Category Archives: An Indispensable Truth

Storage and Transmission

With the price of solar cells under control, the next problem is to find a way to store the energy collected during the day for use at night. Storage of energy is not the same as storage of fuel. For instance, gasoline does not take much space, but after it is burned, the energy can only be stored in batteries and such, which are large and expensive. Storage is not a big problem for rooftop solar because that energy is only a small supplement to the electrical grid, and large power plants are still needed to supply nighttime energy. If solar farms are to provide backbone power, however, storage is needed to cover nights and cloudy days. The same methods described above for wind power are also available for solar. Capacitors or batteries to serve a GW-size solar farm would be prohibitively large and expensive, and making them would greatly increase the fossil footprint. Pumping uphill to get hydro at night is not practical, since deserts have few hills. For lack of a better idea, what is usually proposed is the unproven concept of compressed air energy storage (CAES), as shown in Fig. 3.17. Excess solar energy is used to force compressed air into under­ground caverns or salt domes. Unlike CO2 storage in such natural structures, the gas does not stay there. It is taken out at night, and its pressure is used to drive turbines to generate electricity. As explained under Wind, there is a large energy loss due to the heating of air when it is compressed.

If energy is so hard to store, what about transmitting it from the southwestern USA to the east coast? A Smart Grid for the USA is under discussion for distribu­tion of renewable energies. This is a huge project that cannot be carried out in less time or for less money than developing fusion reactors. The electrical grid is a complex network of high-voltage lines, ranging from 115 to 765 kV, connecting power generators to user sites. It has to respond to sudden changes in power needs,
and its reliability is tightly regulated. Even without the special needs of renewable energies, it has to be modernized in any case because of aging equipment and the especially stringent requirements of digital circuits [3]. Another publication from the Electric Power Research Institute proposes superconducting transmission lines cooled by liquid hydrogen, which would not only lower transmission losses but also supply hydrogen for cars [4]. Even if it makes sense, it will take many years for such a new idea to reach the design, costing, and building stages. Rights-of-way will be legal roadblocks for new transmission lines. Carrying central-station solar power straight from Arizona to New York or from North Africa to Paris requires changing the whole infrastructure.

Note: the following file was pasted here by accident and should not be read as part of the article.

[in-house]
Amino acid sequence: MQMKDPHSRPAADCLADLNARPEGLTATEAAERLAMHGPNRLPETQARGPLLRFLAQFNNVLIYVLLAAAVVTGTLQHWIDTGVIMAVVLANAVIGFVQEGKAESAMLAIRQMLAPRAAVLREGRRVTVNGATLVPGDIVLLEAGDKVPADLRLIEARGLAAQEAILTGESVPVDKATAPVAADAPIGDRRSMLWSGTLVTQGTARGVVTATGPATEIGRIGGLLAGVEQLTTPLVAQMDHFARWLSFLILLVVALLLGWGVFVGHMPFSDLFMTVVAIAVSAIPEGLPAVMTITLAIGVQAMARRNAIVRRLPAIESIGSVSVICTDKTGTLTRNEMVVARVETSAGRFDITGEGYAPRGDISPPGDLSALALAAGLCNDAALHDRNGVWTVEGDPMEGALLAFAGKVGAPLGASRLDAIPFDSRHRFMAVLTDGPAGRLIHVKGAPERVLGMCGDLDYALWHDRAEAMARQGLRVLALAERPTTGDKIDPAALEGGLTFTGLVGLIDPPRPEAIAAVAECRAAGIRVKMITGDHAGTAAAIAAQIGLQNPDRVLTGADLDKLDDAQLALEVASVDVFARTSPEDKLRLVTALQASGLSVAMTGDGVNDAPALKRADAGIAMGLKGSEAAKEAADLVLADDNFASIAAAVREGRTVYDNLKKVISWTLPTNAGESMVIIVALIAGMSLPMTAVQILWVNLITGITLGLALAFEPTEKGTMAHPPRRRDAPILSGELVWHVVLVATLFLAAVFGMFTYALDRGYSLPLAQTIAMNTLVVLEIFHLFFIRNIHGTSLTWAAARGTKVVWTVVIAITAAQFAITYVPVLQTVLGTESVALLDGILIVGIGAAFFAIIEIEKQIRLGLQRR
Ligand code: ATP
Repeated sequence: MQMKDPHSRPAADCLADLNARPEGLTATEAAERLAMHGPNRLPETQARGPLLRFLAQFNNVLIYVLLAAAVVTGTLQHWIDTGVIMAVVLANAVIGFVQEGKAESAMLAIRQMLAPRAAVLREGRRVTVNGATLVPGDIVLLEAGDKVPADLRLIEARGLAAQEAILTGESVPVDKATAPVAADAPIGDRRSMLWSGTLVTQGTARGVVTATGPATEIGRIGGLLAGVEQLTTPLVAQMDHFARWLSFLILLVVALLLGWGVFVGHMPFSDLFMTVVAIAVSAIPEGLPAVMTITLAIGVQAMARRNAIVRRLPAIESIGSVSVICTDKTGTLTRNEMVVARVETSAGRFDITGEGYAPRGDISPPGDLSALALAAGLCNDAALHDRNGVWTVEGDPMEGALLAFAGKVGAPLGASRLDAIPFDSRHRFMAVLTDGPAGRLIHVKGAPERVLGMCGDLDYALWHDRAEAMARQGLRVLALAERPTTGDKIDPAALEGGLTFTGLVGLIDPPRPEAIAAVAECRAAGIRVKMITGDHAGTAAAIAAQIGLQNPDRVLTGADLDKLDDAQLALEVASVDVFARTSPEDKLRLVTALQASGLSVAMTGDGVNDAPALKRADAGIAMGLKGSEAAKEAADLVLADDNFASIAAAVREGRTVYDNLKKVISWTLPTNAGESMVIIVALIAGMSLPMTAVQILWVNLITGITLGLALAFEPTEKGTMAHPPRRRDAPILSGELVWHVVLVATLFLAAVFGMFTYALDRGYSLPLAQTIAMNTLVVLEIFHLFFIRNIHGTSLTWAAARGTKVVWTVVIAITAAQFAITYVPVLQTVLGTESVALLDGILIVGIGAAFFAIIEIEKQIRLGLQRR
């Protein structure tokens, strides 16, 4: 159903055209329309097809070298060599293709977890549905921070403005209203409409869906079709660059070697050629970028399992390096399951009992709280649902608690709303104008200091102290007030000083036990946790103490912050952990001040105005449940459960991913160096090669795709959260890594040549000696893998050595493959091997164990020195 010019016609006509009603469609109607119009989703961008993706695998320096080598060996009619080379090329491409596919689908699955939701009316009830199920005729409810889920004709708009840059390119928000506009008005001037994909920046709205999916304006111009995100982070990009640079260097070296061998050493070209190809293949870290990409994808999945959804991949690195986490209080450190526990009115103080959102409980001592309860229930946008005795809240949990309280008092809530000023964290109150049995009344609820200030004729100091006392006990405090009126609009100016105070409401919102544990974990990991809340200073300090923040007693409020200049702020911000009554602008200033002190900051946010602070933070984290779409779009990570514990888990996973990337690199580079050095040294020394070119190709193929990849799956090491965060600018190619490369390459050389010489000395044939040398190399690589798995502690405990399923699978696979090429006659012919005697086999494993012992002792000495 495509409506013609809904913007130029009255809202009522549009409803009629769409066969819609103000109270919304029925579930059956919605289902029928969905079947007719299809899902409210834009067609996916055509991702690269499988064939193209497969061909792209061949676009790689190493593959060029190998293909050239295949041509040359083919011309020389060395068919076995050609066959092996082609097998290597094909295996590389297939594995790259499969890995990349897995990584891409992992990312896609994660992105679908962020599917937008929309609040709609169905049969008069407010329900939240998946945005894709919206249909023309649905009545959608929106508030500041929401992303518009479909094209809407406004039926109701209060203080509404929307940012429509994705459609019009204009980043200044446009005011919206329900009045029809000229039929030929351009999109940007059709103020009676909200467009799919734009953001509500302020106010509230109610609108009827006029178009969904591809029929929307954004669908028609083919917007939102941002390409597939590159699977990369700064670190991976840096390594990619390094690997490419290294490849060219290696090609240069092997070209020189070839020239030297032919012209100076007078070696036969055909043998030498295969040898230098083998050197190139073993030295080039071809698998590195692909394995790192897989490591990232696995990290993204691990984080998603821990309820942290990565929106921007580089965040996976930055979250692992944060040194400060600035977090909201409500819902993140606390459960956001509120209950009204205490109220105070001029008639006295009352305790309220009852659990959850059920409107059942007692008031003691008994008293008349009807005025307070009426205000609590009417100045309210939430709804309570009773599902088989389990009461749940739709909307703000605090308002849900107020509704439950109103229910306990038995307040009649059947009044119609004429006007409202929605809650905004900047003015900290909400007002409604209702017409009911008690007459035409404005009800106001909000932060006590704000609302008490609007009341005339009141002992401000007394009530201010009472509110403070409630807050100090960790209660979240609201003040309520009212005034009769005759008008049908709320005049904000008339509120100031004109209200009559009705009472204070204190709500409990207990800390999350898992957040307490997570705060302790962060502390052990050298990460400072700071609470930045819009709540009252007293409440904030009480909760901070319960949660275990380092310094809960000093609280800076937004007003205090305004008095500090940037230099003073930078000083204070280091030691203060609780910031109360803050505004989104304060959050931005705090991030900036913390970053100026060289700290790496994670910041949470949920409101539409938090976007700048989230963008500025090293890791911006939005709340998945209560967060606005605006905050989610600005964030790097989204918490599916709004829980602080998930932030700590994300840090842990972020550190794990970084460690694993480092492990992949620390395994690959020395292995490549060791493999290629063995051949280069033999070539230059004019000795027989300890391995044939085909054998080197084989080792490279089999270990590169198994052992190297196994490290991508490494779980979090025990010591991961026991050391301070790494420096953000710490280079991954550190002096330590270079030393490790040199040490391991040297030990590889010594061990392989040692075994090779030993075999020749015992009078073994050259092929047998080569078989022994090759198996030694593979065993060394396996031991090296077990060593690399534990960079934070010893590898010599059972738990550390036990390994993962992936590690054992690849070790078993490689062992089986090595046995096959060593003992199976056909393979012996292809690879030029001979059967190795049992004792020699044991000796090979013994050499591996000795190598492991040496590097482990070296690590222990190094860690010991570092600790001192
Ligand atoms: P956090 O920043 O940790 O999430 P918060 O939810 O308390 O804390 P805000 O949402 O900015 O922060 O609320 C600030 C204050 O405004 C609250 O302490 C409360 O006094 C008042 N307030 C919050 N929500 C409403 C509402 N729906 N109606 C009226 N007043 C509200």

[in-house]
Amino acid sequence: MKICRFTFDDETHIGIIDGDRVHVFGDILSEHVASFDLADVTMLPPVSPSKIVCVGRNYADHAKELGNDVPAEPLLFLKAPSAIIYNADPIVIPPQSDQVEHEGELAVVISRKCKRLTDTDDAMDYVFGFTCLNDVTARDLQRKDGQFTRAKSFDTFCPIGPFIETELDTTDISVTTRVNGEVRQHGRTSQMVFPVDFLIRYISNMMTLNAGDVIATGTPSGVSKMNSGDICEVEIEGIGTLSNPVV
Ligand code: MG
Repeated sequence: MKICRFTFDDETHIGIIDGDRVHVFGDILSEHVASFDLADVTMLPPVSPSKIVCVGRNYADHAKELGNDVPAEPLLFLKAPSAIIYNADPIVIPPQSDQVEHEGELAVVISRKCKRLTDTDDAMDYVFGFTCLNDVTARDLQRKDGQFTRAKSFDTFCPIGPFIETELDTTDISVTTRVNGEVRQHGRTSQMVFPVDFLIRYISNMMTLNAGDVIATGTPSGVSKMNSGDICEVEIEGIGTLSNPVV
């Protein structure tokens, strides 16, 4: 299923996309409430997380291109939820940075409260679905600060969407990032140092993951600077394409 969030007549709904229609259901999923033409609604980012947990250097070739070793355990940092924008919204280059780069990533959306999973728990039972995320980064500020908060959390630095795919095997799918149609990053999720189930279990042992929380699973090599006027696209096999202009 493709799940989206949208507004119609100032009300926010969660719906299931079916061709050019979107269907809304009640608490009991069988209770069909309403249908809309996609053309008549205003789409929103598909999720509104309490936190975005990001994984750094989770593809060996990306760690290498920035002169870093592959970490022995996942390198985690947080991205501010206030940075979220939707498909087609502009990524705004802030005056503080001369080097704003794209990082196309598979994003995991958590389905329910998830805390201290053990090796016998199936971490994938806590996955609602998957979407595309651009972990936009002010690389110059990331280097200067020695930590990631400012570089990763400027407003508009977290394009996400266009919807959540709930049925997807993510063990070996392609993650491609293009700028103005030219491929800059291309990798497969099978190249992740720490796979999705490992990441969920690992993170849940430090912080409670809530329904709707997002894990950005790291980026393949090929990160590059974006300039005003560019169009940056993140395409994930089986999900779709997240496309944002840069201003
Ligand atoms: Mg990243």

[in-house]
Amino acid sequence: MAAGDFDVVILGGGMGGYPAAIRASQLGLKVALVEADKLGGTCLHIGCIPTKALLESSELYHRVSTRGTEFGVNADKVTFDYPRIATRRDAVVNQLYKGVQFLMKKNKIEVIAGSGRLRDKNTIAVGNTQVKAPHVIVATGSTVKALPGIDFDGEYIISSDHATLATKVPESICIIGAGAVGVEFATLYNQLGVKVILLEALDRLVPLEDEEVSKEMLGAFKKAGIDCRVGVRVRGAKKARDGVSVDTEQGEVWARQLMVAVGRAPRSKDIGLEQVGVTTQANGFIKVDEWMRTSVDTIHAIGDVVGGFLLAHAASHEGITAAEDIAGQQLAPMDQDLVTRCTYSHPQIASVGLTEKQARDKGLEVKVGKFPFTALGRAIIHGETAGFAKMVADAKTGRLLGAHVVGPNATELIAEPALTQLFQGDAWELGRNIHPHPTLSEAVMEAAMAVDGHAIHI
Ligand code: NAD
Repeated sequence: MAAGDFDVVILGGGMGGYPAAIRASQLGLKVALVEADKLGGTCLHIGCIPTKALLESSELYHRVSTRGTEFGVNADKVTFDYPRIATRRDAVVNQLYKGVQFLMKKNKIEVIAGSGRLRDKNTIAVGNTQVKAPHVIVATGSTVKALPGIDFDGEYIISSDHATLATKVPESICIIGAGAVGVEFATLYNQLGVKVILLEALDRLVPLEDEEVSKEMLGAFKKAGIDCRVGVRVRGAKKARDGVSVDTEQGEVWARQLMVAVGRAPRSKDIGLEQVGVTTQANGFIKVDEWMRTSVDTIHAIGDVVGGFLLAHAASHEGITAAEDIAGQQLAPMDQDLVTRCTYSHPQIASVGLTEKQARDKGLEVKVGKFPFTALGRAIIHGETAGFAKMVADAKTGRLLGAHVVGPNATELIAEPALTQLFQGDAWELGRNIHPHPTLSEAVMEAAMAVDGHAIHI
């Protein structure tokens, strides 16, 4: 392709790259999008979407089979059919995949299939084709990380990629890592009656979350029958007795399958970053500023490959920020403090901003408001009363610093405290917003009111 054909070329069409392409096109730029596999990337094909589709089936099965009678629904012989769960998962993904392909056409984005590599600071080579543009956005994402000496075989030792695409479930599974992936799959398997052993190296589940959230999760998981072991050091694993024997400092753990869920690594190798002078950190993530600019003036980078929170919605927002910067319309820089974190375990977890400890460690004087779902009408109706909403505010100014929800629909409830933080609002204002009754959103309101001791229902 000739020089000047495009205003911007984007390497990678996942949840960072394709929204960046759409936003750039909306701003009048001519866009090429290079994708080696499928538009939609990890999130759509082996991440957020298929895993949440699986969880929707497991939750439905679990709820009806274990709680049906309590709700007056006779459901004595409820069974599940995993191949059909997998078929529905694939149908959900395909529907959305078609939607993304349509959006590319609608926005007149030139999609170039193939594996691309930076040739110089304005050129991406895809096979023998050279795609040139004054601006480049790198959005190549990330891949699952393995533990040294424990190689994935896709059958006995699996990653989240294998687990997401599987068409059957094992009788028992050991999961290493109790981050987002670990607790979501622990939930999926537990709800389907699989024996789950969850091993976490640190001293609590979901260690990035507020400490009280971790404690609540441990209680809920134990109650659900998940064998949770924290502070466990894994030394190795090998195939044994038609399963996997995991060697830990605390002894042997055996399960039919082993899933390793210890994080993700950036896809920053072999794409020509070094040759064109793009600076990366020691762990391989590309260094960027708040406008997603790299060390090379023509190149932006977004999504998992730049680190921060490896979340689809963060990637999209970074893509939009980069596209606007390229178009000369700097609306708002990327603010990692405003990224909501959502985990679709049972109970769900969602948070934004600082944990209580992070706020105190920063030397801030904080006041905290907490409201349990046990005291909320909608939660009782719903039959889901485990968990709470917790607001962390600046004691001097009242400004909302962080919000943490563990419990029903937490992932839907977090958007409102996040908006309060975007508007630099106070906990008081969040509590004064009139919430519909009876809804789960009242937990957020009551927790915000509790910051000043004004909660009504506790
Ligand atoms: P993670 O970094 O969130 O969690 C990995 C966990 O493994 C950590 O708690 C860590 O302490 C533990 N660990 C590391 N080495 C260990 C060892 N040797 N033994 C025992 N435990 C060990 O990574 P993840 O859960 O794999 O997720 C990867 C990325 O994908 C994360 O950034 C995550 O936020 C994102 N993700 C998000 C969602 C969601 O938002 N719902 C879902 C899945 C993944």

Nuclear Accidents

In the early days of civilian nuclear power, there have been a number of small accidents in different countries, but usually there was little release of radiation. Workers were exposed to it, and four died, one in Yugoslavia, one in Argentina, and two in Japan.83 This does not include deaths in Russia. The two well-known, large accidents are Three Mile Island and Chernobyl.

At Three Mile Island in Pennsylvania, USA, the 1-GW Unit 2, a PWR, had a problem in March 1979. A mechanical failure was compounded by operator error. A pump for the cooling water stopped, and the water got hot, increasing the pres­sure. Automatically, a relief valve opened to let the steam out into the containment building, and control rods dropped in to stop the chain reaction. The relief valve was supposed to close at a certain pressure, but it got stuck open. The hot fuel rods continued to produce steam, and most of the water was lost out the open valve. The operators misinterpreted the signals and thought that there was too much water, so they shut down the pumps, making things worse. Only the bottom of the fuel elements was covered with water. The tops got so hot that the cladding electrolyzed steam into hydrogen, and a hydrogen bubble was formed, preventing water from entering for days. The fuel melted, and 700,000 gallons of radioactive water covered the floors of the buildings [41]. Although the people in surrounding areas were scared and were evacuated, only a small amount of radioactive material escaped. There were no deaths. Statistically, the amount of radiation could have caused three deaths in 20 years, but none has been reported.